ADP-glucose pyrophosphorylase (AGP) was purified from tomato (Lycopersicon esculentum Mill.) fruit to apparent homogeneity. By sodium dodecyl sulfate-polyacrylamide gel electrophoresis the enzyme migrated as two close bands with molecular weights of 50,000 and 51,000. Two-dimensional polyacrylamide gel electrophoresis analysis of the purified enzyme, however, revealed at least five major protein spots that could be distinguished by their slight differences in net charge and molecular weight. Whereas all of the spots were recognized by the antiserum raised against tomato fruit AGP holoenzyme, only three of them reacted strongly with antiserum raised against the potato tuber AGP large subunit, and the other two spots (with lower molecular weights) reacted specifically with antisera raised against spinach leaf AGP holoenzyme and the potato tuber AGP small subunit. The results suggest the existence of at least three isoforms of the AGP large subunit and two isoforms of the small subunit in tomato fruit in vivo. The native molecular mass of the enzyme determined by gel filtration was 220 +/- 10 kD, indicating a tetrameric structure for AGP from tomato fruit. The purified enzyme is very sensitive to 3-phosphoglycerate/inorganic phosphate regulation.

  1. A metabolomics approach to thrips resistance in tomato

    Romero González, Roman Rodolfo

    2011-01-01

    Western flower thrips is one of the most serious crop pests worldwide. Its control relies mainly on pesticides whose excessive use leads to resistance development and environmental contamination. As an alternative, in this thesis host-plant resistance in wild and domesticated tomatoes was studied us

  2. Identification of Groundnut ringspot virus in tomato in south Florida

    Tomato plants with symptoms of a tospovirus infection were observed in south Florida from November 2009 through February 2010. Serological testing confirmed the presence of a tospovirus and molecular tests including PCR and sequencing were used to confirm the presence of Groundnut ringspot virus (G...

  3. Use of Multispectral Imaging in Varietal Identification of Tomato

    Shrestha, Santosh; Deleuran, Lise Christina; Olesen, Merete Halkjær; Gislum, René

    2015-01-01

    Abstract: Multispectral imaging is an emerging non-destructive technology. In this work its potential for varietal discrimination and identification of tomato cultivars of Nepal was investigated. Two sample sets were used for the study, one with two parents and their crosses and other with eleven...

  4. Proteome changes induced by aluminum stress in tomato roots

    Growth inhibition in acid soils due to Al stress affects crop production worldwide. To understand mechanisms in sensitive crops that are affected by Al stress, a proteomic analysis of primary tomato root tissue, grown in Alamended and non-amended liquid cultures, was performed. DIGE-SDS-MALDI-TOF-TO...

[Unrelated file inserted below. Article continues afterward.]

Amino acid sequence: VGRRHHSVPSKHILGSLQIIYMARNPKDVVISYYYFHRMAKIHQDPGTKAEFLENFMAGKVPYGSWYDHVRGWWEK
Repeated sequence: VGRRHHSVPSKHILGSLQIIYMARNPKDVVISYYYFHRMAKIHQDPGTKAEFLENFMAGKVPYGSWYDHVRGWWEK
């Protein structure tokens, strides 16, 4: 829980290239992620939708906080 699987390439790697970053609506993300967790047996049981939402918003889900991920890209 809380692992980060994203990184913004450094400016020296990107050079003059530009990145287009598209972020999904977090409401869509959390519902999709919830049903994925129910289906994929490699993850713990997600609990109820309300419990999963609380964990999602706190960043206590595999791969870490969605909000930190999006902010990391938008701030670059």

5. Textural and flavour characteristics of commercial tomato ketchups

    Panovská, Z.; Štern, Petr; Váchová, A.; Lukešová, D.; Pokorný, J.

    2009-01-01

    Roč. 27, č. 3 (2009), s. 165-170. ISSN 1212-1800 R&D Projects: GA AV ČR IAA2060404 Institutional research plan: CEZ:AV0Z20600510 Keywords : tomato ketchup * rheology * sensory characteristics Subject RIV: BK - Fluid Dynamics Impact factor: 0.602, year: 2009

  6. COMMERCIAL FEASIBILITY OF RECOVERING TOMATO PROCESSING RESIDUALS FOR FOOD USE

    A 2-year project was undertaken to determine the commercial feasibility of recovering pulp from the peelings of caustic peeled tomatoes. In 1975, peel from regular cannery operations was processed through a 20-gpm (5 t/hr) continuous-flow line. This processing consisted of acidif...

  7. Factors Affecting Soil Microbial Community Structure in Tomato Cropping Systems

    Soil and rhizosphere microbial communities in agroecosystems may be affected by soil, climate, plant species, and management. We identified some of the most important factors controlling microbial biomass and community structure in an agroecosystem utilizing tomato plants with the following nine tre...

  8. Chlorophyll in tomato seeds: marker for seed performance?

    Suhartanto, M.R.

    2002-01-01

    Using Xe-PAM, laser induced fluorometry and high performance liquid chromatography we found that chlorophyll was present in young tomato (cv. Moneymaker) seeds and was degraded during maturation. Fluorescence microscopy and imaging showed that the majority of chlorophyll is located in the seed coat

  9. Tomato ringspot nepovirus protease: characterization and cleavage site specificity

    Hans, F.; Sanfacon, H.

    1995-01-01

    We have cloned the region of tomato ringspot nepovirus (TomRSV) RNA-1 coding for the putative TomRSV 3C-related protease (amino acids 1213 to 1508) in a transcription vector and in a transient expression vector. Using cell-free transcription and translation systems and plant protoplasts, we have dem

  10. Probiotication of tomato juice by lactic acid bacteria.

    Yoon, Kyung Young; Woodams, Edward E; Hang, Yong D

    2004-12-01

    This study was undertaken to determine the suitability of tomato juice as a raw material for production of probiotic juice by four lactic acid bacteria (Latobacillus acidophilus LA39, Lactobacillus plantarum C3, Lactobacillus casei A4, and Lactobacillus delbrueckii D7). Tomato juice was inoculated with a 24-h-old culture and incubated at 30 degrees C. Changes in pH, acidity, sugar content, and viable cell counts during fermentation under controlled conditions were measured. The lactic acid cultures reduced the pH to 4.1 or below and increased the acidity to 0.65% or higher, and the viable cell counts (CFU) reached nearly 1.0 to 9.0 x 10(9)/ml after 72 h fermentation. The viable cell counts of the four lactic acid bacteria in the fermented tomato juice ranged from 10(6) to 10(8) CFU/ml after 4 weeks of cold storage at 4 degrees C. Probiotic tomato juice could serve as a health beverage for vegetarians or consumers who are allergic to dairy products. PMID:15650688